In October, 1975, a carful of teenagers came cruising down a Hartford, Connecticut, street and rammed into a limousine carrying President Gerald R. Ford. Though the Chief Executive was momentarily shocked, nobody was hurt, and the incident passed away in smiles when President Ford later telephoned the hapless young driver to say that everything was all right. At that time a spokesman for the Secret Service said that the freak accident was the first of its kind.
But no man escapes history, and we know that the Presidential mishap was no more than a pale echo of something that happened in Pittsfield, Massachusetts, in September of 1902. The victim them was President Theodore Roosevelt, and he was not nearly so affable about his accident as President Ford was about his.
Roosevelt was heading along South Street in an open landau, accompanied by Governor W. Murray Crane of Dalton, his host, and the Presidential secretary, George B. Cortelyou, when a crowded trolley car speeding along to a local country club smashed into the carriage. A Secret Service agent sitting next to the driver was killed instantly; the President Governor Crane, and the secretary were hurled to the ground. A contemporary account says that “Teddy picked himself up where he had been flung and issued a blistering oath toward the conductor.” The oath was followed up by stiff jail sentence; both the conductor and the motorman drew eighteen months for manslaughter.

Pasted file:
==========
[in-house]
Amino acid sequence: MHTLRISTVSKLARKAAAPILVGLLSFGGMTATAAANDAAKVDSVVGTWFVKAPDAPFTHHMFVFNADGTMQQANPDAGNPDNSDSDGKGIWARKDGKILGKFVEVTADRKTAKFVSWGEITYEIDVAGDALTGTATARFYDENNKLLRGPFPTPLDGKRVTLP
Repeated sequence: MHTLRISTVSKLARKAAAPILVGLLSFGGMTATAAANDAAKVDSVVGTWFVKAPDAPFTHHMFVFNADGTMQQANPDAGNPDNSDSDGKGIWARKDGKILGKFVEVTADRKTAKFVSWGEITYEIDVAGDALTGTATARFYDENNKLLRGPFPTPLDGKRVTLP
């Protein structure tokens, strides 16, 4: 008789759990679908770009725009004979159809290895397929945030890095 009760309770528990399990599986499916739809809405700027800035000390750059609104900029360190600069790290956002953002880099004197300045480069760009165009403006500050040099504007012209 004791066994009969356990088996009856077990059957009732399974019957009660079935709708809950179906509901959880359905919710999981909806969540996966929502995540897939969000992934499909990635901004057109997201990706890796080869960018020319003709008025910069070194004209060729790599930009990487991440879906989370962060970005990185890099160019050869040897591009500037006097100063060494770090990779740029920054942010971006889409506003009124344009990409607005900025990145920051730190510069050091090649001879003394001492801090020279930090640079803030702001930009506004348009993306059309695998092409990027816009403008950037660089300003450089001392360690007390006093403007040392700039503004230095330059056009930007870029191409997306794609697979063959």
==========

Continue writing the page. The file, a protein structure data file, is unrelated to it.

Roosevelt’s minor abrasions soon disappeared, but his memory of the incident did not. Several months later three lions on their way to a Pittsfield theatre escaped frosm their cages and prowled the streets. According to local legend the mayor of Pittsfield sent Roosevelt a whimsical telegram suggesting he come to Pittsfield and use his hunting skills to bag the lions.
“No need of my coming,” T.R. wired back. “The streetcars will get them.”